First off, as the picture at left shows, "Wick's End" is a farm, not a candle shop. Nor did I mean to type "wit's end", although I've been there more times than I care to admit. Truth is, the name is historical, not a temporary mental condition.

A hundred years ago a family named Wickersham homesteaded a section of land on a dead end road. To distinguish them from the Wickershams a couple roads over that wasn't a dead end, locals shortened "Wickersham's on the dead end road" to "Wick's End" and it stuck. Even after the other Wickershams sold out and moved to California after one particularly bad winter. Or maybe Florida.

Either way, they bought an orange grove, and for years, a week before Christmas the family that bought their farm would get a box of oranges. Which irritated the mailman no end. Said he didn't mind risking life and limb on icy country roads to deliver "normal" packages at Christmastime, but it was downright inconsiderate to expect him to muscle a "ton" of oranges in and out of the truck. (So much for 'neither rain nor snow'...) Mighta changed his tune if the lucky recipients had thought to reward him with a orange (or six) for his trouble. Bah humbug.

Anyway, being a farmer doesn't guarantee a man will have sons, or if he does that they'll live long enough to produce grandsons to inherit the family farm. World War II and Korea eliminated the sons of Wick's End, only one of whom had the good sense (or misfortune) to marry and reproduce before going off to defend his country. As did his son, who died in a POW camp in Viet Nam.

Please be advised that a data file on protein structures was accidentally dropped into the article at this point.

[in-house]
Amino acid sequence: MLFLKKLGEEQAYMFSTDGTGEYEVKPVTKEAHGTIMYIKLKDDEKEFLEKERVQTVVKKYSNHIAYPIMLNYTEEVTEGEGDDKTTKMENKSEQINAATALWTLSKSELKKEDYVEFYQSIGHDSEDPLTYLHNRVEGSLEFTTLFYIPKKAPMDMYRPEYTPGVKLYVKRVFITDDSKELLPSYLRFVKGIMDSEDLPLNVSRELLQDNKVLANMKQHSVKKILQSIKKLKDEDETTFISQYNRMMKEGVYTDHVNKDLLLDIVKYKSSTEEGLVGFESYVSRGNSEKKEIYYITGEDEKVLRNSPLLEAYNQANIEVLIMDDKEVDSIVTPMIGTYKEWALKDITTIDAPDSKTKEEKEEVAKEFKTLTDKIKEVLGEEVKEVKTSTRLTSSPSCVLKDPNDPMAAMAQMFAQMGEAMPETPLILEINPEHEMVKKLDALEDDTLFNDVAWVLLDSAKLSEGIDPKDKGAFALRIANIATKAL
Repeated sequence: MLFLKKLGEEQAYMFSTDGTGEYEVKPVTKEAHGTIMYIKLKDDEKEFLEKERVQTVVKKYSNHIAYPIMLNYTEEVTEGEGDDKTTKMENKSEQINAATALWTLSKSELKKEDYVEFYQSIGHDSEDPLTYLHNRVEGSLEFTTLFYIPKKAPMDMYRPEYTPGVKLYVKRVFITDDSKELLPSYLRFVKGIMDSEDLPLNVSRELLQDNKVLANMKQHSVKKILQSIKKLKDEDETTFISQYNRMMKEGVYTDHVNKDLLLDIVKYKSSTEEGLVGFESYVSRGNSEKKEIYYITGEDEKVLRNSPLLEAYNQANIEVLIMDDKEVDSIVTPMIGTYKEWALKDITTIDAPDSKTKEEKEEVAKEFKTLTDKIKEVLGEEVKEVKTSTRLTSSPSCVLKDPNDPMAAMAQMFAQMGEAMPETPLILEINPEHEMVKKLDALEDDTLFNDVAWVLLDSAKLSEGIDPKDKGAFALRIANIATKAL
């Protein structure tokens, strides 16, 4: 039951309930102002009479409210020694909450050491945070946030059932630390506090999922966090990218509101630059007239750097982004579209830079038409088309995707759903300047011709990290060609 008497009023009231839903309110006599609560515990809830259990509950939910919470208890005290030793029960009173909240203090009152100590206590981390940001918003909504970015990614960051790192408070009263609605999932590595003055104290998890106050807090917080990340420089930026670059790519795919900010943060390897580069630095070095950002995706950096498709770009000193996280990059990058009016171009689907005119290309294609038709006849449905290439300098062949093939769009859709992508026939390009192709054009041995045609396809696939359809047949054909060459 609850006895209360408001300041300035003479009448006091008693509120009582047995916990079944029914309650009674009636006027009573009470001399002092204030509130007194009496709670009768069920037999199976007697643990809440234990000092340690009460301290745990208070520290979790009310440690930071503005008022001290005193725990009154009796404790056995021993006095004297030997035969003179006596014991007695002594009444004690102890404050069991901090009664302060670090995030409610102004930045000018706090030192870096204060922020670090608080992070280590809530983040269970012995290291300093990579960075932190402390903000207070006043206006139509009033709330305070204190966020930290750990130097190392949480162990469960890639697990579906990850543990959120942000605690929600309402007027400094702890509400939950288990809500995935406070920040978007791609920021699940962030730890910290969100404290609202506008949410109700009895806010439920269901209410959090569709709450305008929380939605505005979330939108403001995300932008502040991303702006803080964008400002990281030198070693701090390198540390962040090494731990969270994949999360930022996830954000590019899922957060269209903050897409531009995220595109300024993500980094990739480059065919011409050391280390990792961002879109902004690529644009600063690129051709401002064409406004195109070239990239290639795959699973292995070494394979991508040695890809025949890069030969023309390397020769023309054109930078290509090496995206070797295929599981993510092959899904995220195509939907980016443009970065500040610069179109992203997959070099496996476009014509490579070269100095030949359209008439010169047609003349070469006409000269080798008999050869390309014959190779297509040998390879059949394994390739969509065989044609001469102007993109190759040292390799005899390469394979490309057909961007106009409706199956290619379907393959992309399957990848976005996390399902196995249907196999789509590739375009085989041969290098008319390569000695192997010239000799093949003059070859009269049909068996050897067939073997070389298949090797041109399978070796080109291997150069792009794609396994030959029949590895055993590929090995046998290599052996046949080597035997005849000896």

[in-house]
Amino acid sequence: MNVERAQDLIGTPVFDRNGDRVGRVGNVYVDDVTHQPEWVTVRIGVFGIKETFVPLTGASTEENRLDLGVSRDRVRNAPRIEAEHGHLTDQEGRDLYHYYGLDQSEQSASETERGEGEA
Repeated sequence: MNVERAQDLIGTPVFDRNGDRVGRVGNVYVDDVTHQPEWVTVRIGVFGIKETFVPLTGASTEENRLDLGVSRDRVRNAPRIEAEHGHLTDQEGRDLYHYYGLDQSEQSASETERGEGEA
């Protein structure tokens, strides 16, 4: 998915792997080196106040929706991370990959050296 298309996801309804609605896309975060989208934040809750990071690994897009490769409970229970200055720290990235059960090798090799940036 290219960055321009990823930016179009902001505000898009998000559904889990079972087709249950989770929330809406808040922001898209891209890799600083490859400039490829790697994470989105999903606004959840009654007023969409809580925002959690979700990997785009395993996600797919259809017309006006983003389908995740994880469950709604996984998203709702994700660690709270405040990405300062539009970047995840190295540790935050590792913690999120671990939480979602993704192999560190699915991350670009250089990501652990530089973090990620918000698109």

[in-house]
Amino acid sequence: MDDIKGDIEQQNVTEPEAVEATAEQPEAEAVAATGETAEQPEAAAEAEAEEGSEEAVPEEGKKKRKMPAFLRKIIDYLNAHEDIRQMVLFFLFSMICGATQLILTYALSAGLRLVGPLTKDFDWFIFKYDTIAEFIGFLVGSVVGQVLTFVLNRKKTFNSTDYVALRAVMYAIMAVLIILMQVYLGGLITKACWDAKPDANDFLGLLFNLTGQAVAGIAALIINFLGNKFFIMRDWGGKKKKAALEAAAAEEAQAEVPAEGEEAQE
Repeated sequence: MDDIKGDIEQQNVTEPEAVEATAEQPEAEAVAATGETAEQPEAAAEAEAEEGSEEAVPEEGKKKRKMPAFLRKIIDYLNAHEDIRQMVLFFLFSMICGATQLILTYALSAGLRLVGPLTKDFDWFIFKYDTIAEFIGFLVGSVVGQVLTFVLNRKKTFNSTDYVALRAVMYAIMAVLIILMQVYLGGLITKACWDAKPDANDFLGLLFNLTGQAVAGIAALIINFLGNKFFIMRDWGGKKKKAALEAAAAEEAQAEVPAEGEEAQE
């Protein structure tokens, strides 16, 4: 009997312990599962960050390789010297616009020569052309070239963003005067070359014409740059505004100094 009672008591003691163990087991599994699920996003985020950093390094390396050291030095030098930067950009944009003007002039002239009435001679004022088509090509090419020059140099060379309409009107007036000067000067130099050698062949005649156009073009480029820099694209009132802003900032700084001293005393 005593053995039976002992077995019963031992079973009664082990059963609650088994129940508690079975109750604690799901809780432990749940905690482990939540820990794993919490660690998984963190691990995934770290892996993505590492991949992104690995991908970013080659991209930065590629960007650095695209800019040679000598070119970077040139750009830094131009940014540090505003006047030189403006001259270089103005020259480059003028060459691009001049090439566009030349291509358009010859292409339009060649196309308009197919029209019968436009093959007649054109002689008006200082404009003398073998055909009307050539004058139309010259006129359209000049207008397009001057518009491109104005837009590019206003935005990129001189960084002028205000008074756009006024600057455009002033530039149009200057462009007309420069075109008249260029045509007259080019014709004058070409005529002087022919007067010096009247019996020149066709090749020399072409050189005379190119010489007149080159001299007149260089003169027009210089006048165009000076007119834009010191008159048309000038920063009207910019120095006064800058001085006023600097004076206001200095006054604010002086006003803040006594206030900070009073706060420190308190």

Which is how I, the former ImaDell Wickersham, inherited Wick's End.

A fellow named Royal Winterbottom had been one of Mama's hired hands and as often happens, "Roy" and I took a shine to each other. No hanky-panky in the hayloft, mind you. Heaven's no! Mama would've skinned him alive, and then me right after. To make sure there was no hanky-panky when Roy took me to drive-in movies the summer we were courting, she went along and sat between us! It's a wonder we got married after all that, but we did. Mama even stayed in town with the old pastor and his wife so our friends could chivaree us at the farm on our wedding night.

Roy passed away too a few years ago, and in the part of Iowa that isn't Des Moines - meaning most of this great state - winters give a person a lot of time to ponder how people and situations affect one another (and me). Which is to say I've reached the age where certain things (and certain people) infuriate me no end. The current minister, Pastor Fairthy Well, recommended I see a therapist to work on my "issues" as he calls them, or take a long cruise. A cruise in the present economy? Dream on.

It was my grandson who said blogging could be therapeutic (and much cheaper than a therapist or a cruise).

So here I am.

Oh, and here's a snapshot of what we grow here at Wick's End, but if you squint your eyes just so, you'll have a good idea of what I see in the mirror every morning before I've had my first cup of coffee.

Can't guarantee a post every day. Depends on how often things get my bl in a knot and when we can co to the internet out here.

Until next time,
Ima@Wick's End

"Is this Heaven? No, it's Iowa."
(line from the movie Field of Dreams)
Photo by Helen Gunderson. Visit Helen's blog.
2 Responses
  1. I am downright excited about this blog of yours. Good luck, Ima. I'll be checking in periodically.

  2. Hi,

    I'm glad you have started a blog. The format looks cool. Would be nice if you credited the photo of the cornfield and small town skyline from my web site.

    I took the photo. It's from Rolfe, Iowa, my hometown. I don't live there now. Instead I live in Ames after being in different parts of the country.

    Helen Gunderson